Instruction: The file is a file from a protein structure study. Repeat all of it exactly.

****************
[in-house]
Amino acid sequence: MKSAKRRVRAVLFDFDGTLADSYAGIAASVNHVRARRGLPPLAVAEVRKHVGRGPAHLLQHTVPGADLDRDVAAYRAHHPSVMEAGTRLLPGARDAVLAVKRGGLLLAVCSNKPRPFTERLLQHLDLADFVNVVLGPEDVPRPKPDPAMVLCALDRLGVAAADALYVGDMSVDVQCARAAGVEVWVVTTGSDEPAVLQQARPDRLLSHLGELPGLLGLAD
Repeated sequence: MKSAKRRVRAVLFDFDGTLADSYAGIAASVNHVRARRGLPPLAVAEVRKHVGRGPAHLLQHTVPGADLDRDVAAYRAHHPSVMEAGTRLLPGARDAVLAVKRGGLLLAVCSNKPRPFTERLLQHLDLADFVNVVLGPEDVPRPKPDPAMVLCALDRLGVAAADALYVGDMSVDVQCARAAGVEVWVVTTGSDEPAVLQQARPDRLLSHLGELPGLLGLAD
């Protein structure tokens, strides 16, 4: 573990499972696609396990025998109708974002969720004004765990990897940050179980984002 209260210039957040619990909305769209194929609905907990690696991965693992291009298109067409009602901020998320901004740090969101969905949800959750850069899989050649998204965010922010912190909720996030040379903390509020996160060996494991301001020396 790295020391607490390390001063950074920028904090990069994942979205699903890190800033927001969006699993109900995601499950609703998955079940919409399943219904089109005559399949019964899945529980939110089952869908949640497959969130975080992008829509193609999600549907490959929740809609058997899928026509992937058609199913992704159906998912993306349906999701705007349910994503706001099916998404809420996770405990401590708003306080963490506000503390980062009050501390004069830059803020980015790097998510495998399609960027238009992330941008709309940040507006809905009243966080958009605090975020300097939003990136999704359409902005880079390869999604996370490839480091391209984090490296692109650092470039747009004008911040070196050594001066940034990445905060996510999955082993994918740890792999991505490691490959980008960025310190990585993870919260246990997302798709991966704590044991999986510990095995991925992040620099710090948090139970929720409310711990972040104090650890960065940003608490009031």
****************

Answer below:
[in-house]
Amino acid sequence: MKSAKRRVRAVLFDFDGTLADSYAGIAASVNHVRARRGLPPLAVAEVRKHVGRGPAHLLQHTVPGADLDRDVAAYRAHHPSVMEAGTRLLPGARDAVLAVKRGGLLLAVCSNKPRPFTERLLQHLDLADFVNVVLGPEDVPRPKPDPAMVLCALDRLGVAAADALYVGDMSVDVQCARAAGVEVWVVTTGSDEPAVLQQARPDRLLSHLGELPGLLGLAD
Repeated sequence: MKSAKRRVRAVLFDFDGTLADSYAGIAASVNHVRARRGLPPLAVAEVRKHVGRGPAHLLQHTVPGADLDRDVAAYRAHHPSVMEAGTRLLPGARDAVLAVKRGGLLLAVCSNKPRPFTERLLQHLDLADFVNVVLGPEDVPRPKPDPAMVLCALDRLGVAAADALYVGDMSVDVQCARAAGVEVWVVTTGSDEPAVLQQARPDRLLSHLGELPGLLGLAD
């Protein structure tokens, strides 16, 4: 573990499972696609396990025998109708974002969720004004765990990897940050179980984002 209260210039957040619990909305769209194929609905907990690696991965693992291009298109067409009602901020998320901004740090969101969905949800959750850069899989050649998204965010922010912190909720996030040379903390509020996160060996494991301001020396 790295020391607490390390001063950074920028904090990069994942979205699903890190800033927001969006699993109900995601499950609703998955079940919409399943219904089109005559399949019964899945529980939110089952869908949640497959969130975080992008829509193609999600549907490959929740809609058997899928026509992937058609199913992704159906998912993306349906999701705007349910994503706001099916998404809420996770405990401590708003306080963490506000503390980062009050501390004069830059803020980015790097998510495998399609960027238009992330941008709309940040507006809905009243966080958009605090975020300097939003990136999704359409902005880079390869999604996370490839480091391209984090490296692109650092470039747009004008911040070196050594001066940034990445905060996510999955082993994918740890792999991505490691490959980008960025310190990585993870919260246990997302798709991966704590044991999986510990095995991925992040620099710090948090139970929720409310711990972040104090650890960065940003608490009031």